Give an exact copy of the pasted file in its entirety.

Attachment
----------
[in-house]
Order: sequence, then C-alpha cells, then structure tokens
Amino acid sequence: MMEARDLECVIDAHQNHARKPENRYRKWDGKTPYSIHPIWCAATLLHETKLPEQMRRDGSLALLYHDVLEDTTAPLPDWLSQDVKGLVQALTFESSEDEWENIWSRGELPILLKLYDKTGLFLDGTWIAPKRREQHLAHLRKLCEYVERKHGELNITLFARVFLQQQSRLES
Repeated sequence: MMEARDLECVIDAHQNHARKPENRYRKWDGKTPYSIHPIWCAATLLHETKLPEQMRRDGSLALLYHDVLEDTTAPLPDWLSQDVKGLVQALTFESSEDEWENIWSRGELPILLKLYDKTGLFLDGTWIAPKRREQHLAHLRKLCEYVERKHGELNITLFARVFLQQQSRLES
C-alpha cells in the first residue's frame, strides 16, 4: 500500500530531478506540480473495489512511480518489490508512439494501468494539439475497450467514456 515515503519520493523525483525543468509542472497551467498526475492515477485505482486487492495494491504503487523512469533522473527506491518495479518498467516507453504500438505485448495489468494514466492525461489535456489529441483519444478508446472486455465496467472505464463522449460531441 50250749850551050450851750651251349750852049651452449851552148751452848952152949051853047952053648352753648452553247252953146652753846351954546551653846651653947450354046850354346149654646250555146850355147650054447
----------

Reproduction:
[in-house]
Order: sequence, then C-alpha cells, then structure tokens
Amino acid sequence: MMEARDLECVIDAHQNHARKPENRYRKWDGKTPYSIHPIWCAATLLHETKLPEQMRRDGSLALLYHDVLEDTTAPLPDWLSQDVKGLVQALTFESSEDEWENIWSRGELPILLKLYDKTGLFLDGTWIAPKRREQHLAHLRKLCEYVERKHGELNITLFARVFLQQQSRLES
Repeated sequence: MMEARDLECVIDAHQNHARKPENRYRKWDGKTPYSIHPIWCAATLLHETKLPEQMRRDGSLALLYHDVLEDTTAPLPDWLSQDVKGLVQALTFESSEDEWENIWSRGELPILLKLYDKTGLFLDGTWIAPKRREQHLAHLRKLCEYVERKHGELNITLFARVFLQQQSRLES
C-alpha cells in the first residue's frame, strides 16, 4: 500500500530531478506540480473495489512511480518489490508512439494501468494539439475497450467514456 515515503519520493523525483525543468509542472497551467498526475492515477485505482486487492495494491504503487523512469533522473527506491518495479518498467516507453504500438505485448495489468494514466492525461489535456489529441483519444478508446472486455465496467472505464463522449460531441 50250749850551050450851750651251349750852049651452449851552148751452848952152949051853047952053648352753648452553247252953146652753846351954546551653846651653947450354046850354346149654646250555146850355147650054447